Fish products are a big part of the pet food industry, despite health concerns like mercury bioaccumulation. Often sourcing from Southeast Asian countries like Thailand, many fish and fish meal suppliers have been exposed for their use of slave labor on fishing boats. No wonder seafood can be such a cheap protein source for dogs and cats.
Recent class action lawsuits agains Nestle Purina, Mars Petcare, and Big Heart Pet Brands (J.M. Smucker) arose after reports documented the lives of Southeast Asian men enslaved on Thai fishing vessels (Pet Food Industry).
“Unfortunately, no company sourcing seafood ingredients from Thailand can guarantee that it has completely removed forced labor practices or human rights abuses from its supply chain, due to the widespread nature of these issues,” says Nestle, after an internal investigation found that workers in Thailand were sold or lured under false pretenses to work on fishing boats within its supply chains. Nestle has now announced a plan to address these practices.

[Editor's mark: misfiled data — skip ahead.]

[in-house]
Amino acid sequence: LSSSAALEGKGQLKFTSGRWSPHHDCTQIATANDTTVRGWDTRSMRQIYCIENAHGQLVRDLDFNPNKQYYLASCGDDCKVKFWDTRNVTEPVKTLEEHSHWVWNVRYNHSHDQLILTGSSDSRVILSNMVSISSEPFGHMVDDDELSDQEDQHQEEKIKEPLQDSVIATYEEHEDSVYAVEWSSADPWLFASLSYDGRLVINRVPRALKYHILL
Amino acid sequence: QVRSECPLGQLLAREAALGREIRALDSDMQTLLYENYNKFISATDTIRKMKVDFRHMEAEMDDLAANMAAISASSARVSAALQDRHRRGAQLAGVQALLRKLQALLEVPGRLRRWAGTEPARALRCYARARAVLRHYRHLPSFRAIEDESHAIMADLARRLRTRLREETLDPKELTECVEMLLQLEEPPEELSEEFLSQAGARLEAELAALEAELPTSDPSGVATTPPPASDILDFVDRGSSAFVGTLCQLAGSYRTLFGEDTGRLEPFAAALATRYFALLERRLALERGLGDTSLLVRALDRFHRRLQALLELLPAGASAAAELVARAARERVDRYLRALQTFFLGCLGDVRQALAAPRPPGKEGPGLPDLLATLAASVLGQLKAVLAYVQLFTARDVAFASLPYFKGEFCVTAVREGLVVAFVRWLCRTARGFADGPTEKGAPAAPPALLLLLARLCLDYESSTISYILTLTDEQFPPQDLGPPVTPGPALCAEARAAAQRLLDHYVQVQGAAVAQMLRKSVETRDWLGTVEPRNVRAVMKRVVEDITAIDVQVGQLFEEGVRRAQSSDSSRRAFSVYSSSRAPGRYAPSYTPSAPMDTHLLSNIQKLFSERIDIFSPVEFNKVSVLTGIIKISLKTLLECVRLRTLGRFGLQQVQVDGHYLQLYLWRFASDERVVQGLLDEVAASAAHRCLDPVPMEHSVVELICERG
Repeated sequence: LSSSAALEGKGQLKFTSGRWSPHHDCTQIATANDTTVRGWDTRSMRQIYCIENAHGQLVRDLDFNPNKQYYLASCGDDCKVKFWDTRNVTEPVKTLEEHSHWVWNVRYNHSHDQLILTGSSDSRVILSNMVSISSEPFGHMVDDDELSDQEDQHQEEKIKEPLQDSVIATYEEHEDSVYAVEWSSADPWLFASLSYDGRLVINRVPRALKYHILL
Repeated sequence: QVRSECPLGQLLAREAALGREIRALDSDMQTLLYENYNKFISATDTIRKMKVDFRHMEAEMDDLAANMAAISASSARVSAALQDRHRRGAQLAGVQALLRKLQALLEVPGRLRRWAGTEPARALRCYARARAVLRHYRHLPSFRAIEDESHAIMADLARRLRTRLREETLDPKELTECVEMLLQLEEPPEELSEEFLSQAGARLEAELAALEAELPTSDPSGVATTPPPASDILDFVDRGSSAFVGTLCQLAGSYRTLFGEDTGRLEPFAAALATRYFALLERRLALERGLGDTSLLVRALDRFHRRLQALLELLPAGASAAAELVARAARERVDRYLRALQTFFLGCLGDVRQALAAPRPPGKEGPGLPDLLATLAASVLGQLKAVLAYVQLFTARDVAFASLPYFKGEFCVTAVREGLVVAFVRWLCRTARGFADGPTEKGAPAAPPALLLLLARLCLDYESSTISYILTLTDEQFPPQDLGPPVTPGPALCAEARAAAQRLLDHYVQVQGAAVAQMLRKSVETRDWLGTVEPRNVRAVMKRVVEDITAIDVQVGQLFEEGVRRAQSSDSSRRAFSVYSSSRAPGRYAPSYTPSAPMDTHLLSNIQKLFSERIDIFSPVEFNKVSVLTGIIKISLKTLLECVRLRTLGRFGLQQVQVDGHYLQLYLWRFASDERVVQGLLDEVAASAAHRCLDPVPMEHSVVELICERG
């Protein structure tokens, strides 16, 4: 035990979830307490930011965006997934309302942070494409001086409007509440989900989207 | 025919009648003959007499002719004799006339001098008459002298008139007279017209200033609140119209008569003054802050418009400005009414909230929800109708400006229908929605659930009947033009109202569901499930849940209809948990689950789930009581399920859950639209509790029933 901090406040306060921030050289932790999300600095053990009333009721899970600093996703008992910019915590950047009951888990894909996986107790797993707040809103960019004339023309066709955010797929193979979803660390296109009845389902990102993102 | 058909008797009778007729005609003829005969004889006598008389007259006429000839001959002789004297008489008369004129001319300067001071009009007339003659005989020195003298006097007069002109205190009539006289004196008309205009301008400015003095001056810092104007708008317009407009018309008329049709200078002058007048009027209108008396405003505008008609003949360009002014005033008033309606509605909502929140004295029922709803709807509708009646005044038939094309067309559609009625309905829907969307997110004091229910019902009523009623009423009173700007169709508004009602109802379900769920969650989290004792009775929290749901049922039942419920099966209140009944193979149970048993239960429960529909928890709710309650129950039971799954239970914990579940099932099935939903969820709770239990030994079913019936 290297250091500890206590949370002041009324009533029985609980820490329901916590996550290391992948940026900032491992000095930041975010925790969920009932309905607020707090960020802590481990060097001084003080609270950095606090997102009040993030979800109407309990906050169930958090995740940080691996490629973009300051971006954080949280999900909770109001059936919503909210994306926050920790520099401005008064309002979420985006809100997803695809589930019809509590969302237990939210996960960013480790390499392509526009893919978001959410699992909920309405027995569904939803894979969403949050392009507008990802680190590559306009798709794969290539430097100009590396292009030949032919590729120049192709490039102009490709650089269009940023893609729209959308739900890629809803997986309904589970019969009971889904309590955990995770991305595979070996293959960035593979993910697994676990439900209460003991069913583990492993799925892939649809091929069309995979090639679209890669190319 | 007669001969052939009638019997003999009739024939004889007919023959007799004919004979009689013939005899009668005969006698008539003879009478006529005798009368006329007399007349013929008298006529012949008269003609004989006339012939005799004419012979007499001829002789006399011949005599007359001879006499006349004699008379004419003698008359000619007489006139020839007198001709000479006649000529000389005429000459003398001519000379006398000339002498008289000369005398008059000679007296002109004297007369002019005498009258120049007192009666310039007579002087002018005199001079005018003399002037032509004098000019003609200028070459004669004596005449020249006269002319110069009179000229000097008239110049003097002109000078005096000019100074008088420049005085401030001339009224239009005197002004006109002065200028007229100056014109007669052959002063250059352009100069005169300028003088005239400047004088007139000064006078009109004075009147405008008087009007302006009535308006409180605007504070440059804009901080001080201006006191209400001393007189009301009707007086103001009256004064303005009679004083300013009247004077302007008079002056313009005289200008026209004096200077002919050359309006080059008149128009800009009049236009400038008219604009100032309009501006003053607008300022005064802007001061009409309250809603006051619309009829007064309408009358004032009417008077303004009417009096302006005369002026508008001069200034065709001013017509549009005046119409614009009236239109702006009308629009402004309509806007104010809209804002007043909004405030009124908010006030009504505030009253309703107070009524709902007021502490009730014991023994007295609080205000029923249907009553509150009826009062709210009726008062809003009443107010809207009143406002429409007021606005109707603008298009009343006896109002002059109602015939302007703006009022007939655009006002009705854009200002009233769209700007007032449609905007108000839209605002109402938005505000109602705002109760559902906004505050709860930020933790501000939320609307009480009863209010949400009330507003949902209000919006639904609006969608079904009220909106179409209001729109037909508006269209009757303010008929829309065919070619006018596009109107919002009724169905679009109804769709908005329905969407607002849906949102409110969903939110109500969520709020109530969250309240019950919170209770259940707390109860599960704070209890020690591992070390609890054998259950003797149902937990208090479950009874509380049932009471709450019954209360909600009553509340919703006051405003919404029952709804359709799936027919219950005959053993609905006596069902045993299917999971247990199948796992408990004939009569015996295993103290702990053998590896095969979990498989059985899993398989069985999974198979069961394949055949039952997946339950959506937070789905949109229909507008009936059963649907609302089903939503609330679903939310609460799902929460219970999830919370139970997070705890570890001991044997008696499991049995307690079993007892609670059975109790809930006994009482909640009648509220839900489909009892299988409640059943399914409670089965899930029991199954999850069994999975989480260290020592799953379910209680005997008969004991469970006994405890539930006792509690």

In a lawsuit against Mars Petcare, the plaintiff’s lawyers argued that pet food manufacturers are legally obliged to state on pet food packaging that the ingredient supply chain may involve slavery.
Although seafood is sometimes recommended as an "alternative protein" for allergy-prone dogs, it may involve corrupt sourcing practices. As a consumer it's important to consider the quality and ethical standards of the pet products we buy.
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Source: Pet Food Industry